Moreover, “some imperfections and blemishes may be noted in the setting forth of it”, that is, any one of the Early Protestant English Versions. But as far and text and translation, this was all improved, and finalised with the King James Bible. It would be incorrect to argue that the King James Bible also had “imperfections and blemishes” in its text and translation, for Smith was speaking only of the former translations, which they were avowedly doing, saying elsewhere that “the same will shine as gold more brightly, being rubbed and polished; also, if any thing be halting, or superfluous, or not so agreeable to the original, the same may be corrected, and the truth set in place”, and again, in the Dedication, “of many worthy men who went before us, there should be one more exact Translation of the holy Scriptures into the English Tongue”. Thus, they knew that the King James Bible was the truth, exactly correct and final.
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Old 05-09-2008, 12:31 AM
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A modernist is able to find common ground (that is, common error) between the TRO position and himself because both have accepted incorrect premises in their view of the King James Bible and of what the 1611 translators said in their Preface to the Reader.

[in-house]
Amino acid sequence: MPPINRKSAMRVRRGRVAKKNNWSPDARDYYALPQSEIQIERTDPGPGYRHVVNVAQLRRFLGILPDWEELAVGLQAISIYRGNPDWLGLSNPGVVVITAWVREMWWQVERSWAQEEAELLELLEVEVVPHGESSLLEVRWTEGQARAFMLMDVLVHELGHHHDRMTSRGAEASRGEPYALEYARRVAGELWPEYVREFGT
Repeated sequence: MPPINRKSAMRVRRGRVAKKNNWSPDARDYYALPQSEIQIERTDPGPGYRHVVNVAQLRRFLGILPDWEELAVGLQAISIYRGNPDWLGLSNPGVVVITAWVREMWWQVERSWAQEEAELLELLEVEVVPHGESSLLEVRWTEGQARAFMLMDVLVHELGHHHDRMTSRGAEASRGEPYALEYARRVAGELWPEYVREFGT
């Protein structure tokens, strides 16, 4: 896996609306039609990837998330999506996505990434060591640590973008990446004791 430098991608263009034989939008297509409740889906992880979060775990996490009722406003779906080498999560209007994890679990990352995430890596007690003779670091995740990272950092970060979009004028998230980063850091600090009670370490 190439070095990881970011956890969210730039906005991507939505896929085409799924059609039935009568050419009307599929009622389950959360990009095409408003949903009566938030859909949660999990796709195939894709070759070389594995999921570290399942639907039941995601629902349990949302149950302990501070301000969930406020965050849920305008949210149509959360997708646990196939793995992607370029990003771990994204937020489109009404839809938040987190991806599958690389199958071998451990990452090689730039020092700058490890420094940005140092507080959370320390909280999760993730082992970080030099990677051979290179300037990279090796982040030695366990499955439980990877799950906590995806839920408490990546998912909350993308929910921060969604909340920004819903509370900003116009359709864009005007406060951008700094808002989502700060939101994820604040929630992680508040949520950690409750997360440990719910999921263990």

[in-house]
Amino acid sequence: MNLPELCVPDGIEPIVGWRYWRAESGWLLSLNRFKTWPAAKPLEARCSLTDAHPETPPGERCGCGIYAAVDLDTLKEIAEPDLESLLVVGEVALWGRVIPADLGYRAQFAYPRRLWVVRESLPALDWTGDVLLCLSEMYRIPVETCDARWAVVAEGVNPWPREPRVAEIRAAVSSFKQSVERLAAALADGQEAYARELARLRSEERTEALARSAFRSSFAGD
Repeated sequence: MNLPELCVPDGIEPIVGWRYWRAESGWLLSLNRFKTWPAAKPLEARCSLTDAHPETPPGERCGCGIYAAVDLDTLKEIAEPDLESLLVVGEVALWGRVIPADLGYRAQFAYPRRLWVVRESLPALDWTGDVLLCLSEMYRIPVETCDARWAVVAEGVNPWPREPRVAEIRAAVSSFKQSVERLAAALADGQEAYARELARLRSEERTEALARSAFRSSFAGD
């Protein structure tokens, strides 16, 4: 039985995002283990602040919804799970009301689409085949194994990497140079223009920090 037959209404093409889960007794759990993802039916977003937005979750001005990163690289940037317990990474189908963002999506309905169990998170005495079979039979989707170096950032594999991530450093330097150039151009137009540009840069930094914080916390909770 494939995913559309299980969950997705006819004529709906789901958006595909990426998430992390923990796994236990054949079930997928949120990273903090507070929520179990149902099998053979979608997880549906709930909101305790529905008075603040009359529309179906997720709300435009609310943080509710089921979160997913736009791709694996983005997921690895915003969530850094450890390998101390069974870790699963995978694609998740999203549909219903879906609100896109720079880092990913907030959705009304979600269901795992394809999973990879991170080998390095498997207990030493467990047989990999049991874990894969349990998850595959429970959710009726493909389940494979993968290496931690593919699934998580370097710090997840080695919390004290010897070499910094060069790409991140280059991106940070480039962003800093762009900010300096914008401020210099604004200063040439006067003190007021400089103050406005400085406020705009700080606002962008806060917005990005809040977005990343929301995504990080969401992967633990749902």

Most specifically, both do not view the King James Bible as having representative authority. They both judge the correctness of the King James Bible on other sources, usually, what they think the original text reads as, and what they think those original words should mean. In other words, it is denying the received tradition as Providentially given for an endless quest for truth that can never be attained.

This may easily be judged so, because no such person can produce a final text and translation because their very methodology and principles which supposedly are to lead to "the best" always fall short, since they have as a basis the law of the spirit of error (i.e. that perfection is impossible). This is essentially saying to God that He is too weak, and that He cannot (or even is forbidden to) have one Bible for the world. In other words, they can accept perfect truth in the past (inspiration), they can accept it in the future (the Millennium), they can accept it in Heaven, they can accept it in the Spirit (in the heart of a believer), but they cannot accept it in natural form extant and observable right now on the Earth today.

The proper view, I think, is to believe the Scripture itself, which many times implies, promises and indicates that there should be, and is manifest for believers, a pure and perfect Bible.

If the objection is brought up concerning the past, that is, the same words existed in scattered form in the past before 1611, and believers existed before 1611, the answer is simple: God’s outworking in this manner has been progressive to a final point, He said that the Word is purified seven times, which is a process. He promised that the Scripture would be there throughout Church history and to the Gentiles, it is true, but the promise of a pure, final and exact form has only been understood as a doctrine after 1611. (How many true doctrines were restored to the Church after the Reformation!)